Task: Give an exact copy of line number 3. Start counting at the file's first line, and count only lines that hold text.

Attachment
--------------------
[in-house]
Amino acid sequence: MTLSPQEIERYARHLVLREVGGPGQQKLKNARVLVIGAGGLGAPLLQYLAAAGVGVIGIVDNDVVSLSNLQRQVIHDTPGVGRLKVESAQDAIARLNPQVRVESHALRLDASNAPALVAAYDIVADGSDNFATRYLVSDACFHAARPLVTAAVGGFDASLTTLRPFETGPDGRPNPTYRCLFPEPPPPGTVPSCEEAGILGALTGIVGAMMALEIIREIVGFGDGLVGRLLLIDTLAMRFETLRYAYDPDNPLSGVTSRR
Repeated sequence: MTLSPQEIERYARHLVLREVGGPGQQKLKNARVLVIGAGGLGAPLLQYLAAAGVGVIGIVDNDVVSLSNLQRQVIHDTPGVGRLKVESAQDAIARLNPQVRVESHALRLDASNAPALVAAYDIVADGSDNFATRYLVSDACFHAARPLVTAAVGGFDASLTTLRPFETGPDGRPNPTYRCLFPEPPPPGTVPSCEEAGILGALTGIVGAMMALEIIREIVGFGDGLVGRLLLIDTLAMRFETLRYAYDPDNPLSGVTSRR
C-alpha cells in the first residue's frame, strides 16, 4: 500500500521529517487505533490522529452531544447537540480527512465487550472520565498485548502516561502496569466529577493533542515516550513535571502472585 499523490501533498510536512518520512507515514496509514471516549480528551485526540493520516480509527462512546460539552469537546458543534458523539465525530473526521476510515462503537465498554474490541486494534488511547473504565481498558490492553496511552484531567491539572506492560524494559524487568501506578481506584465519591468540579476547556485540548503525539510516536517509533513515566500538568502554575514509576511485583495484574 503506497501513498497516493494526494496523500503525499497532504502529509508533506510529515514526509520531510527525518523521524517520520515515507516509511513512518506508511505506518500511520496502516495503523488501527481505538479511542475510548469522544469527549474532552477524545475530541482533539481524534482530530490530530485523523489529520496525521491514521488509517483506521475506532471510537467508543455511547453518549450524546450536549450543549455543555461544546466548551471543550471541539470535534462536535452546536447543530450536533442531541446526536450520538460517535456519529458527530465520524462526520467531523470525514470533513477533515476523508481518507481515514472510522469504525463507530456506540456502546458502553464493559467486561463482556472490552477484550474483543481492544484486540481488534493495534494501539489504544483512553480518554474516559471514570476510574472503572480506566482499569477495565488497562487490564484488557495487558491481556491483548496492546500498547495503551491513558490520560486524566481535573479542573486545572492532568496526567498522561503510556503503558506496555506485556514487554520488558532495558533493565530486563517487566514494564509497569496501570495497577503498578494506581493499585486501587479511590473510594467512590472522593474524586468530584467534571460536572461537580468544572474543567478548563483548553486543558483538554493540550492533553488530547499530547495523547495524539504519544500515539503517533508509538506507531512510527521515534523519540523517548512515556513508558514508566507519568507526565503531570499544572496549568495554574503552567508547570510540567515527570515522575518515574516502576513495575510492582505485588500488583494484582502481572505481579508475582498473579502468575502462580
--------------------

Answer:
Repeated sequence: MTLSPQEIERYARHLVLREVGGPGQQKLKNARVLVIGAGGLGAPLLQYLAAAGVGVIGIVDNDVVSLSNLQRQVIHDTPGVGRLKVESAQDAIARLNPQVRVESHALRLDASNAPALVAAYDIVADGSDNFATRYLVSDACFHAARPLVTAAVGGFDASLTTLRPFETGPDGRPNPTYRCLFPEPPPPGTVPSCEEAGILGALTGIVGAMMALEIIREIVGFGDGLVGRLLLIDTLAMRFETLRYAYDPDNPLSGVTSRR